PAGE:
The Funny Side of Being a Psych Nurse

Is there even a funny side to being a psychiatric nurse?

It was an accident. I never planned it to work out this way. It wasn’t exactly a mistake, but one minute I’m redundant and deemed too old and expensive for the Tech Industry, the next minute I’m a mature student at university. Three years later I graduated as a psychiatric nurse.


You Lot Are Crazy!

Upon qualification, I was dropped in amongst a collection of misfits. A veritable motley crew of socially ostracized and stigmatised individuals. All of them, as mad as a box of frogs. We went on to grow into an amazing team.

Through our work, we shared each other’s lives. We bared our soles to one another. Let me tell you, you can tell a lot about a person’s character by the way they treat those who have nothing to give back.

There is a plethora of online content claiming to know the secret to effective leadership, team-building, productivity etc. But the reality is that the shared experience of life, in all its beauty and heartbreak, is what builds a formidable team, not a training course.


Diversity is the Spice of Life

Our management team claims they value diversity. To be fair, they do promote those that are homophobic, racist or sexist.

In our team, we have a Welsh physiotherapist. Her 36DDs get her lots of attention. She does have a ridiculously long name.

She used to sleep with one of the doctors, but he dumped her because he couldn’t spell her name. She claimed he was dyslexic. She also tried putting a positive spin on things. She would say, “when life gives you melons, make melonade.” I didn’t have the heart to tell her she was the dyslexic one. She still stays in touch with the doctor though, she can’t seem to let go. He emails her pictures every day, but she can never open them. According to rumours she’s always had trouble with emotional attachments.

Our psychologist is a bit of an odd character. His ex broke up with him because she said he was too reliant on logic, and that he refused to acknowledge her emotions. Apparently, he told her correlation is not causation. I told him that maybe he has difficulty in vocalizing his emotions. I’ve heard, he can’t say he’s surprised.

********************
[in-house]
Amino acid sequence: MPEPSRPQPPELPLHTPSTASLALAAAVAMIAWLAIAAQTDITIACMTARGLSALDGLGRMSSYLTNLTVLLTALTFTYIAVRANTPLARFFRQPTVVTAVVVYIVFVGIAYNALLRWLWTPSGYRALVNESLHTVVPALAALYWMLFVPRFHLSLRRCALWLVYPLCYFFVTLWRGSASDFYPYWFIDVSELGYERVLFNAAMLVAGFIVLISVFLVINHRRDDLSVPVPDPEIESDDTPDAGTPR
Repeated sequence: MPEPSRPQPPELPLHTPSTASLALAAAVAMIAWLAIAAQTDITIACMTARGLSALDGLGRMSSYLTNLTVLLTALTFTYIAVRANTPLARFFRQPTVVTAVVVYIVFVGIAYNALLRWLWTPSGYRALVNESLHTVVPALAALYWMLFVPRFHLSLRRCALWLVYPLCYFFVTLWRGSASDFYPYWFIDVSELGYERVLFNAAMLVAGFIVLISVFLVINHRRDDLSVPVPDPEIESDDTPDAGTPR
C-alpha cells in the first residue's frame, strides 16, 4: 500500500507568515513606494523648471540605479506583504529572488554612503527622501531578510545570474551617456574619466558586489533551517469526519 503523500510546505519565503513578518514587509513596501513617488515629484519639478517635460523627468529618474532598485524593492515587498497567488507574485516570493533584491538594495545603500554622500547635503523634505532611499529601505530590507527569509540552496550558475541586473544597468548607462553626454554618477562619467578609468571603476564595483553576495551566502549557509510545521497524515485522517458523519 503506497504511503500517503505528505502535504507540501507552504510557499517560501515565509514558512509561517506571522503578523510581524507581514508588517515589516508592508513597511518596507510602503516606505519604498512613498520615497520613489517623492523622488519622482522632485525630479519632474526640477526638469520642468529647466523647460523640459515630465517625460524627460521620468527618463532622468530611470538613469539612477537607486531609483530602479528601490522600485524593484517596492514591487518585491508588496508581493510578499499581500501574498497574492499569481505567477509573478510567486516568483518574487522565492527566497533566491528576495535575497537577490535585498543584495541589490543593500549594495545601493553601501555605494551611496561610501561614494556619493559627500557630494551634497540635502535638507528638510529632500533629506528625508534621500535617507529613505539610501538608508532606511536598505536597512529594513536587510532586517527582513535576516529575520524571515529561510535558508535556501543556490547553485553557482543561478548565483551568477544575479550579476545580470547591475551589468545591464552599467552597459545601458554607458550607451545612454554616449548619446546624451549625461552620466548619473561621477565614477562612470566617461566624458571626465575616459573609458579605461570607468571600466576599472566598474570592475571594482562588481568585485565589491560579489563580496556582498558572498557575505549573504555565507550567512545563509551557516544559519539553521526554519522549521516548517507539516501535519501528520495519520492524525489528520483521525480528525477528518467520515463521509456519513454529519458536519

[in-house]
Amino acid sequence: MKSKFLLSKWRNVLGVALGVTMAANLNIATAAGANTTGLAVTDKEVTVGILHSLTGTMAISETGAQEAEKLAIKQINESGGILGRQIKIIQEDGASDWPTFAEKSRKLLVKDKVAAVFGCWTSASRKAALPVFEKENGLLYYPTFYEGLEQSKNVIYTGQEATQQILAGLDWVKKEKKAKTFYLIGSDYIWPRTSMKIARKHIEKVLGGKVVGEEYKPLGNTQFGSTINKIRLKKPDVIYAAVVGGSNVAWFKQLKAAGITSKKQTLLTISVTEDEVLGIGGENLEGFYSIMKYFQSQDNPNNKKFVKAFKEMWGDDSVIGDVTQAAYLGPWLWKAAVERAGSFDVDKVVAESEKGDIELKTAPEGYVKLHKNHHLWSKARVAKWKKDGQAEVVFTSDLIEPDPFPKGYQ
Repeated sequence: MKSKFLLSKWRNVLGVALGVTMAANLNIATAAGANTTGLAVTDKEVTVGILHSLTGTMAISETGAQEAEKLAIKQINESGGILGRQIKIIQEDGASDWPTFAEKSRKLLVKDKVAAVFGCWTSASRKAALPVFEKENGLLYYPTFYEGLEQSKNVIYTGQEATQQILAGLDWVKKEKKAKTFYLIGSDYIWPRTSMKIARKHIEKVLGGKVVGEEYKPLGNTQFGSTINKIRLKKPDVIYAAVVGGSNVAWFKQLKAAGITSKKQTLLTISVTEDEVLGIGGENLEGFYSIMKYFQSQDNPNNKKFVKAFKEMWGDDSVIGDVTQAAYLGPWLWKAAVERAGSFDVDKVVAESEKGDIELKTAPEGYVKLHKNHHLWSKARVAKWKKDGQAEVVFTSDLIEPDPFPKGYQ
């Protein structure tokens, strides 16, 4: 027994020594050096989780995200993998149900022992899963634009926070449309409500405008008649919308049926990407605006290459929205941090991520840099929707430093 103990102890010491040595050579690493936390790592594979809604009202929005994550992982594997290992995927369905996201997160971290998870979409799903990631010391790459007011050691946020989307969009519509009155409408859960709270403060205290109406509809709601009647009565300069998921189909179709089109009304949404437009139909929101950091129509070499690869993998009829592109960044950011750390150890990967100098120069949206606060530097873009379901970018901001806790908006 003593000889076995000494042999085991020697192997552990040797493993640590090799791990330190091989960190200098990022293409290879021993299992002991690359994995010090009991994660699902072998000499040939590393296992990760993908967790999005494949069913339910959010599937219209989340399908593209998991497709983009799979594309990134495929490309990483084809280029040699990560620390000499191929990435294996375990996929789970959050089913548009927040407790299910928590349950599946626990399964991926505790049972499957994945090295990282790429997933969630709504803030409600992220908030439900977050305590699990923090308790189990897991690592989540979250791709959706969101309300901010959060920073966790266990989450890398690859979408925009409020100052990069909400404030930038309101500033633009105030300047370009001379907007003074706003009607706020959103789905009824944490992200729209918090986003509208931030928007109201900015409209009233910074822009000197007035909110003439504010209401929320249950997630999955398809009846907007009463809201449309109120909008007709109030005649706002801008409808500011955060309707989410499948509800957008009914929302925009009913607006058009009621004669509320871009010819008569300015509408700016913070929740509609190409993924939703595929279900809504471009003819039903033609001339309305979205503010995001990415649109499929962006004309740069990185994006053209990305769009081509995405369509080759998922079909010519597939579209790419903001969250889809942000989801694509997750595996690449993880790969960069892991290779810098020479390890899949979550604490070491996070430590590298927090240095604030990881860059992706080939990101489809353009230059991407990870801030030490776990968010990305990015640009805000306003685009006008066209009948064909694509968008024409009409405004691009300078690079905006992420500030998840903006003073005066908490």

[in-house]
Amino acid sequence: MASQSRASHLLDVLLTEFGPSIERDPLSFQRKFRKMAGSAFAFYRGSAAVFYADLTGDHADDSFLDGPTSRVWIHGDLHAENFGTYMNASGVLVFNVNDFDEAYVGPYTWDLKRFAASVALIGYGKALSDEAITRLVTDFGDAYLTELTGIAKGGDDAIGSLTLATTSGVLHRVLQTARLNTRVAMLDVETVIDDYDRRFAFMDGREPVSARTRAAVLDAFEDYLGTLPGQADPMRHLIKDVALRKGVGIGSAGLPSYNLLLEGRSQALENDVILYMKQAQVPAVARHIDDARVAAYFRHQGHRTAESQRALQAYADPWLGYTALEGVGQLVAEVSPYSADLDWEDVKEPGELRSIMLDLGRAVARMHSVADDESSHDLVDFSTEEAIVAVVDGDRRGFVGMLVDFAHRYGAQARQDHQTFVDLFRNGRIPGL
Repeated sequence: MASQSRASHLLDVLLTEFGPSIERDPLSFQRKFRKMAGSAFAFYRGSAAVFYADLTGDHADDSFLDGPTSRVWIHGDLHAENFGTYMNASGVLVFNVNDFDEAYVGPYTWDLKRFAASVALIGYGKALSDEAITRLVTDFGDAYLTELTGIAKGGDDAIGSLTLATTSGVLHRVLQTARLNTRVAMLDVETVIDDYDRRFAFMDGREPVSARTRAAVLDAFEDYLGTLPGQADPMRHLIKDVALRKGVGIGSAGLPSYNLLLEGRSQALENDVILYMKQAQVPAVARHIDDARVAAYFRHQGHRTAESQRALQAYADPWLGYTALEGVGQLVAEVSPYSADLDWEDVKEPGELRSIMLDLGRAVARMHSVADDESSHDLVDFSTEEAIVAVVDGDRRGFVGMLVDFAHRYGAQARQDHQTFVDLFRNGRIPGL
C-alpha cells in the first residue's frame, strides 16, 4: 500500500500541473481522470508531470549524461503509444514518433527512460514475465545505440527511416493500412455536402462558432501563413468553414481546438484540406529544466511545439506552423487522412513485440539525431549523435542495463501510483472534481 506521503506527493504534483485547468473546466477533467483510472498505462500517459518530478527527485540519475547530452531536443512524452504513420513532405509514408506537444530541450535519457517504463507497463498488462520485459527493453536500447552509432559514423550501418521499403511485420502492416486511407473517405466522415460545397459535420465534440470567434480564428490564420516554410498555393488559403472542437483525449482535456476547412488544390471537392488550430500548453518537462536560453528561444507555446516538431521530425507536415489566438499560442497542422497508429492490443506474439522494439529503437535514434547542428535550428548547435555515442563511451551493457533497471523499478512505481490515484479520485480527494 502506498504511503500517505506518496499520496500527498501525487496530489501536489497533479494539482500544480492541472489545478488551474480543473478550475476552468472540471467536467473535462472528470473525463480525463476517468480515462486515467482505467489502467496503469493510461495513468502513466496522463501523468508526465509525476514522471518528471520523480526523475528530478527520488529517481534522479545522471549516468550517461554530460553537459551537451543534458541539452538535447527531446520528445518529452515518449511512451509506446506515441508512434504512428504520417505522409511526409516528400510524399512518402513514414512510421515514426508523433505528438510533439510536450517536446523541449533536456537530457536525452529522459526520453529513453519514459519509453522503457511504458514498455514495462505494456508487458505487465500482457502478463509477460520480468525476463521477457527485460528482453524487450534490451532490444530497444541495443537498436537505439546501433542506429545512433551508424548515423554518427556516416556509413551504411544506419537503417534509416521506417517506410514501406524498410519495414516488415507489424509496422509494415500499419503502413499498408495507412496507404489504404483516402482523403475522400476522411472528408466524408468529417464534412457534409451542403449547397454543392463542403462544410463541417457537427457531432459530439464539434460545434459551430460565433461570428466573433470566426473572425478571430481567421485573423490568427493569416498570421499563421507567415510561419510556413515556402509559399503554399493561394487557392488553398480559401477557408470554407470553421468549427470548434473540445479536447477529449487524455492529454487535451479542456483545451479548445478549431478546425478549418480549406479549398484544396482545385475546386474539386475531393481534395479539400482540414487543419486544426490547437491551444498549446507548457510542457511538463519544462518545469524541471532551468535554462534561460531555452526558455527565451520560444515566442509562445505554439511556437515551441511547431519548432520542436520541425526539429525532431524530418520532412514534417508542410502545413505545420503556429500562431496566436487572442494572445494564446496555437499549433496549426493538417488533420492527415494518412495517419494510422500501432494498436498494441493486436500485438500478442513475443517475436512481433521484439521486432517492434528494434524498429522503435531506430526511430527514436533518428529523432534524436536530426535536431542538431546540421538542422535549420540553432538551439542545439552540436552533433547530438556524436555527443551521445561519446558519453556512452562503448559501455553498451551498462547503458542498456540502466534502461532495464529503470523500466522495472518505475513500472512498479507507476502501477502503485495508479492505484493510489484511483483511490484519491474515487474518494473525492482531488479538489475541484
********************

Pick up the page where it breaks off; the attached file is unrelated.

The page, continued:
He tells lots of psychology jokes, but I don’t get them. I’ve never understood psychology. I had to cheat on my psychology exams. Don’t know what that says about me. I do regret cheating though. I’ve come to learn regret is a useless emotion. I wish I’d known that a long time ago.

We also have an ill-tempered Irish nurse. He’d heard that you should write angry emails in capitals. Last time I heard, he was waiting for a return flight from Paris.

We once had a manager who said he would not stand for violence against staff. I remember thinking, “good luck with that. You got both your legs broken yesterday.”


Oh My God! Really?

When people discover what I do for a living, they say things like, “you must be brave and dedicated despite the generally low opinion of such an occupation.” I tell them, “I’m not just a writer. I’m also a psychiatric nurse.” Then they ask odd questions. Questions like, “so you work with violent people? Are they dangerous?” I tell them, “no, the people in my team are not like that at all. It’s the managers that are the douchebags.”

The same people tend to tell you all about their problems, just because you are a psychiatric nurse. As if you have some kind of magic wand. Don’t get me wrong, I absolutely love helping others. But sometimes, I just feel like telling people, “stop surrounding yourself with arseholes and then we’ll talk.”

Being a psychiatric nurse comes with its risks. I’ve been threatened, attacked and had false allegations made against me. Even attempts to ruin my career. But hey, as I said, our managers are douchebags. I quickly came to the conclusion that there is a huge difference between leadership and management.


So, Am I Crazy?

Being a psychiatric nurse has changed my life. It has changed the everyday language I use. For example, only the other day a patient who claims he’s a pathological liar, informed me of the unit used to measure emotions; the sentimentre. You learn something new every day.

I’ve witnessed death, rebirth, recovery and relapse. Such scenarios have challenged and ultimately changed my worldview. It has opened my eyes to social injustices I never knew existed. Above all, it has made me a better human being. And for that, I will always be grateful.


How many nurses does it take to screw in a light bulb?

None, we just get a nursing student to do it.

Lee Serpa Azeva-who?

Originally published in Medium publication The Haven, 27th October 2019.